The Twitter-verse has not been kind to the 62nd Annual Grammy Awards after Billie Eilish became the second person in history to sweep the four major awards of the night. The term “Scammys” has been coined in response to some questionable decisions made by the Recording Academy, as Ariana Grande and Lana Del Rey, two of the most influential artists of 2019, came home empty-handed.
Eilish should not be discredited after taking home five awards, including Best New Artist at the young age of 18. Her album, “When We All Fall Asleep, Where Do We Go?” won Album of the Year, and was a groundbreaking artistic piece that discussed a variety of topics ranging from mental health to climate change. Yet, to ignore Ariana Grande’s fifth studio album “Thank U, Next” seemed like an oversight on the Academy’s part. It was an album that defined pop music in 2019, an album clearly filled with emotion as Grande mourned the loss of her ex-boyfriend, Mac Miller, and her split with Pete Davidson. This was a career-defining album for Grande, whereas Eilish has much more growth ahead: her career is just beginning. This is not an attack of Eilish as an artist but rather of the institution responsible for these decisions. Even Eilish acknowledged Grande in her acceptance speech, “Can I just say that I think Ariana deserves this?”
In addition to her Album of the Year win, Billie Eilish’s song “Bad Guy,” won Song of the Year, which was met with more mixed responses. It also took home the Record of the Year award, which acknowledges the performing artist, producers and sound engineers responsible for the track. The Song of the Year award focuses more on the lyrical depth of the track, recognizing the artist and songwriters. While artistically well-done and a generation-defining piece, “Bad Guy” was in no way lyrically superior to any other nominations, especially Lana Del Rey’s track “Norman F---ing Rockwell.” While Del Rey may not be a universal fan-favorite, rewarding Eilish’s song for lyrical poetics was not the right call on the Academy’s part. In a time of such tension, it almost seemed that “Bad Guy” was awarded for being an uplifting and catchy dance song, rather than Del Rey’s which featured heavy and meaningful lyrics.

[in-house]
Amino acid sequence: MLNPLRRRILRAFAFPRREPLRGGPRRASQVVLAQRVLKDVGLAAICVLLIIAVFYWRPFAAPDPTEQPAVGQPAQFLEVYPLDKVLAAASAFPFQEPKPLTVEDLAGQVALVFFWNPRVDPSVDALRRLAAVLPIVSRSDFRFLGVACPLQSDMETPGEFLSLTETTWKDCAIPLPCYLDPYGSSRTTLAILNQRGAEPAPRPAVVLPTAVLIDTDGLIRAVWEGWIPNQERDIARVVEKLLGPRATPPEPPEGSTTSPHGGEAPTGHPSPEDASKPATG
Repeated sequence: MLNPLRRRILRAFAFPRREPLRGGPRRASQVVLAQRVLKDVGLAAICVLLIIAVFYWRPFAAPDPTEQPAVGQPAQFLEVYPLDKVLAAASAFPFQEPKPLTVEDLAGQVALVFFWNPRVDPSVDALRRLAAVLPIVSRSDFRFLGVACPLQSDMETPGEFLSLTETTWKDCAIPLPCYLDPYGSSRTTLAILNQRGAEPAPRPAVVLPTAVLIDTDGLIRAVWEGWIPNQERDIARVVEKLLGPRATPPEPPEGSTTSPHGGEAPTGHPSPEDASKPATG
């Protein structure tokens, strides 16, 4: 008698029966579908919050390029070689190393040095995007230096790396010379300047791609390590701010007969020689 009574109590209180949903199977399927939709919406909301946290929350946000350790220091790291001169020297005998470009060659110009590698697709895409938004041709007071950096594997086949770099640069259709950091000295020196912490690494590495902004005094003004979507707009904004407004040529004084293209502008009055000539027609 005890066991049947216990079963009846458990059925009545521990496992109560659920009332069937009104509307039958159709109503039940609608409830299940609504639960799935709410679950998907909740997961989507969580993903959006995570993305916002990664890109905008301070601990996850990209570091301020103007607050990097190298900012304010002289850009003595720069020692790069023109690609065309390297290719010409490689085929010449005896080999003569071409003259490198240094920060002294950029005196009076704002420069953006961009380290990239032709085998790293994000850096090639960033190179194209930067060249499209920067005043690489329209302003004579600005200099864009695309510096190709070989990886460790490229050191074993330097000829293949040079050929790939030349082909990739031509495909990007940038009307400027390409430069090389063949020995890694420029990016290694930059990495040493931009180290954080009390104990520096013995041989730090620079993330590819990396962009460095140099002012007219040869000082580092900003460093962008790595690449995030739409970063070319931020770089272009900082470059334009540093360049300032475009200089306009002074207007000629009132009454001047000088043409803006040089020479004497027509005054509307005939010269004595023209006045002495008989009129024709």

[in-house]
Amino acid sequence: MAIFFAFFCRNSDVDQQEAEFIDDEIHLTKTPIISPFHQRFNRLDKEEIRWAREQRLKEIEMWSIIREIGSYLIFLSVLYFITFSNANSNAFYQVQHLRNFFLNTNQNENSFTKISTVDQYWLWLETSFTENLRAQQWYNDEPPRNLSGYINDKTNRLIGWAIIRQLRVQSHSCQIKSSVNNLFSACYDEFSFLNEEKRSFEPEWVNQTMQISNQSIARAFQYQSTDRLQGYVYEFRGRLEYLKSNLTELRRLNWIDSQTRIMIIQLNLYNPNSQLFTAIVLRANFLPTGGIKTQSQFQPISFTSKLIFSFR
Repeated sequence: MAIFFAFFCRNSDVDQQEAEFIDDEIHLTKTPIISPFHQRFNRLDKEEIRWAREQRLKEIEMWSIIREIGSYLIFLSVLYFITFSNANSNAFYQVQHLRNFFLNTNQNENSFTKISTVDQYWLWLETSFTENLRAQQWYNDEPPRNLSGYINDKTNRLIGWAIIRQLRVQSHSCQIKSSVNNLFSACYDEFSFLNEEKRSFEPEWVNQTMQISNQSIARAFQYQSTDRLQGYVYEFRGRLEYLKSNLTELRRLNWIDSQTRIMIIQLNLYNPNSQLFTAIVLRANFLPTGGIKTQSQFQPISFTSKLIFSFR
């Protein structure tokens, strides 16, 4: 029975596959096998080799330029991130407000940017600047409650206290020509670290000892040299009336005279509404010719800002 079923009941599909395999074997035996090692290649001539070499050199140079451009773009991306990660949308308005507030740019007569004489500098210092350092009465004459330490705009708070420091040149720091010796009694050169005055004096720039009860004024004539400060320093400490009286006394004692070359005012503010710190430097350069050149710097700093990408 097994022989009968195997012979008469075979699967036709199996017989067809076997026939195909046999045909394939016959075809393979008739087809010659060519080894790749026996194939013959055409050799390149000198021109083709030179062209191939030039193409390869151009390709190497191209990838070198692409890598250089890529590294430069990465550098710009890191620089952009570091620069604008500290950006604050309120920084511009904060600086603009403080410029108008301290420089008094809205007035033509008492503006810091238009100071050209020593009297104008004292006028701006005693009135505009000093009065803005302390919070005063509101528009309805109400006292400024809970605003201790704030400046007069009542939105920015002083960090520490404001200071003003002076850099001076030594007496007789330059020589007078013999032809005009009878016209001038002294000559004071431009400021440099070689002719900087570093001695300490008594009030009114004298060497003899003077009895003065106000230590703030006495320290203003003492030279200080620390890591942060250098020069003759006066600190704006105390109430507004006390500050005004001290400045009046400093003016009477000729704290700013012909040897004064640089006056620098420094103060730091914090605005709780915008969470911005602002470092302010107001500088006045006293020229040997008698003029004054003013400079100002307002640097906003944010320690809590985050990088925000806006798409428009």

“Norman F---ing Rockwell” truly encapsulated Del Rey as an artist and was a staple track in one of the most critically acclaimed albums of 2019. Del Rey has only six Grammy nominations (never winning one) in her career, despite being one of the most critically acclaimed artists. In contrast to Grande, Del Ray was never acknowledged during the ceremony even though this record is one of her strongest to date. The lyrical gravity of her song deserved recognition, and the Recording Academy giving “Bad Guy” the award felt like more of a popularity contest, not a grant of musical integrity.
The Grammys will never be just a celebration of the music industry when the institution behind it continues to make questionable decisions, time and time again. At least for 2020, the “Scammys” left a lot to be desired.